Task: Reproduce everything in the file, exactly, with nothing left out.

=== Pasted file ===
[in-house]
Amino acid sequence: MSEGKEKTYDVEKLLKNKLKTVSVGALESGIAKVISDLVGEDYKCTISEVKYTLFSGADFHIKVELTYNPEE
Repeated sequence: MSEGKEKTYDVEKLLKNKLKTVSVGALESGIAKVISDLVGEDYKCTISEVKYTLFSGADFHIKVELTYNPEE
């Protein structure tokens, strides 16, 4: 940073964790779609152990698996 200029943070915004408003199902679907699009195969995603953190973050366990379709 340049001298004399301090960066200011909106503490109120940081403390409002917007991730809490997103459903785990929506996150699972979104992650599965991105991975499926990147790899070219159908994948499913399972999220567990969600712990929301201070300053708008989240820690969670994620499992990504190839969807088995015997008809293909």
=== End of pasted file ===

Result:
[in-house]
Amino acid sequence: MSEGKEKTYDVEKLLKNKLKTVSVGALESGIAKVISDLVGEDYKCTISEVKYTLFSGADFHIKVELTYNPEE
Repeated sequence: MSEGKEKTYDVEKLLKNKLKTVSVGALESGIAKVISDLVGEDYKCTISEVKYTLFSGADFHIKVELTYNPEE
């Protein structure tokens, strides 16, 4: 940073964790779609152990698996 200029943070915004408003199902679907699009195969995603953190973050366990379709 340049001298004399301090960066200011909106503490109120940081403390409002917007991730809490997103459903785990929506996150699972979104992650599965991105991975499926990147790899070219159908994948499913399972999220567990969600712990929301201070300053708008989240820690969670994620499992990504190839969807088995015997008809293909």